Today we’re going to present you an interior design project by the atelier of architectural duo Zoe Chan and Merlin Eayrs that features unique contemporary lighting designs. New Cross Lofts consists of two lofts and two work studios, which were conceived, designed, built and furnished in their totality as an artistic endeavor of contemporary minimalism and rustic elegance.
A key aspect of this design philosophy is an appreciation of the ingenuous integrity of natural objects and processes. This is materialized through an emphasis on natural materials whose texture, patina and imperfections are juxtaposed with clean, minimal lines and volumes, as well as the use of specialized craftsmen like bricklayers, carpenters, stone-masons, blacksmiths and plasterers.
Madeleine is a stunning suspension lamp that was inspired by a flower bouquet. It will fit perfectly in every single industrial style kitchen, providing it a French touch.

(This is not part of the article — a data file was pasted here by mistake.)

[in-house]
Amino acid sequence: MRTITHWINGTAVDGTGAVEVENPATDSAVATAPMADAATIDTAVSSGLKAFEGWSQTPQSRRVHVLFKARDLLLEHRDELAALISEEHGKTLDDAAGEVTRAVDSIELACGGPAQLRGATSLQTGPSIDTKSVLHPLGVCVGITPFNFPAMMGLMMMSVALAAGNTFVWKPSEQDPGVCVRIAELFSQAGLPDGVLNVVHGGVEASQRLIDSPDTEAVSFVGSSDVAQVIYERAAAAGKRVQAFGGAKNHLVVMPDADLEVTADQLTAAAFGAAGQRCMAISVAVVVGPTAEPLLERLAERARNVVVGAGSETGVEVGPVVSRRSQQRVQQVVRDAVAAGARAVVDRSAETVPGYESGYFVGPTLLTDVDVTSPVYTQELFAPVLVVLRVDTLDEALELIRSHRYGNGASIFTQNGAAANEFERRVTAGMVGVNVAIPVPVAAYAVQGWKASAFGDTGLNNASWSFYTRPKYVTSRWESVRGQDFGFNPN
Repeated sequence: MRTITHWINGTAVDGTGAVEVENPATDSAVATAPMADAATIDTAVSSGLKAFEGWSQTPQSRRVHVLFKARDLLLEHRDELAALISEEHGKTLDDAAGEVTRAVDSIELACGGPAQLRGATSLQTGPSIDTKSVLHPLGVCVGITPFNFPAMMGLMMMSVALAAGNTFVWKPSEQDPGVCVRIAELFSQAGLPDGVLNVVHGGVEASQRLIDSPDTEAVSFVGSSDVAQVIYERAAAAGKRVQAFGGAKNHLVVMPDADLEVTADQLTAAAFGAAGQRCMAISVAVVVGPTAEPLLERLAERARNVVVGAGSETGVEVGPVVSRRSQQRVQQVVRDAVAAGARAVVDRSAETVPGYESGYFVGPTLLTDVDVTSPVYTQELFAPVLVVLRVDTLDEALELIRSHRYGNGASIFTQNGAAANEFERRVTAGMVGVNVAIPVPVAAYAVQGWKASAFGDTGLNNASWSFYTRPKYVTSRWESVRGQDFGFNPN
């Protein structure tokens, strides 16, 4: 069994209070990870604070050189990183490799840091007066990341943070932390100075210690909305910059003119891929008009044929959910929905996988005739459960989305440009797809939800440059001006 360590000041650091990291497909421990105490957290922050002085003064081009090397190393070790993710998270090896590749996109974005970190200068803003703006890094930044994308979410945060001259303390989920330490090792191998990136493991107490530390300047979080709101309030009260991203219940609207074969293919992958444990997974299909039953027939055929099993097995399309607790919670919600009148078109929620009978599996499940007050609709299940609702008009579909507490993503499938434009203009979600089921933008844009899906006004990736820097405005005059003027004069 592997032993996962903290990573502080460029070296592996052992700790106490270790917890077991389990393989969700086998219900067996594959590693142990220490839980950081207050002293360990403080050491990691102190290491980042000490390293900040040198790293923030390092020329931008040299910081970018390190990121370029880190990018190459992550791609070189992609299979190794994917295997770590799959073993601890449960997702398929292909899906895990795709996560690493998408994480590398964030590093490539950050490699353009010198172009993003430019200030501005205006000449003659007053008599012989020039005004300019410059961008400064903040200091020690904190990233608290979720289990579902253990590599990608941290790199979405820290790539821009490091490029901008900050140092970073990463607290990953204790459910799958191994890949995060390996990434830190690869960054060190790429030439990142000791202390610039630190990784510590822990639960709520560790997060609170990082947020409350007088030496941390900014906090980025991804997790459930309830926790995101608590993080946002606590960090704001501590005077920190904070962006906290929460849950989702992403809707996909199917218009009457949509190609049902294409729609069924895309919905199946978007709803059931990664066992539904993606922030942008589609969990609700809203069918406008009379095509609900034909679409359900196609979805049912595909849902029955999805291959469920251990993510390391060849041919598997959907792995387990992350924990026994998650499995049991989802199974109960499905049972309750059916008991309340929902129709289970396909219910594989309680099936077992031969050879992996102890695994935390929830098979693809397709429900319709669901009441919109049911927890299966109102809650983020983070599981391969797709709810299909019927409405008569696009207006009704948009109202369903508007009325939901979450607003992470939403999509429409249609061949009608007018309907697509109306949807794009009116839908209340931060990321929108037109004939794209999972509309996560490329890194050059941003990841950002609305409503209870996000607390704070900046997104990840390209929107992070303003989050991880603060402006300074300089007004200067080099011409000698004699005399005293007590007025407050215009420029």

For the New Cross Lofts’ interiors, the designers have chosen a palette of white hues for the walls and limed oak for the floors, which, combined with large street-facing windows and the built-in cabinetry, makes the relatively small spaces light-filled and airy.
The designers have approached the building’s exterior with the same combination of traditional craftsmanship, minimal ornamentation and modern sensibility.
Darker tones are only introduced by the window frames and an eclectic selection of furniture that include distressed wooden and upholstered pieces as well as antiques.
The polished whiteness of the walls also serves to pleasantly complement the rich texture of the oak floors which have been lime-washed to reveal their grain.
Lee is a modern floor lamp ideal for any industrial loft. Like a vintage microphone on top a stage, this standing lamp is a mid-century lighting design classic.
Light hues are also dominant in the bathrooms, which feature off-white, honed marble tiles on the walls, while the staircase that connects all the floors is treated in more earthy tones with exposed concrete steps and raw-plastered walls.
Referencing the brickwork of neighboring Victorian houses, the facade stands out both for the considerably lighter hues and for the herringbone pattern that Chan + Eayrs have ingeniously designed both as a potential hallmark and as an architectural statement of bespoke simplicity.
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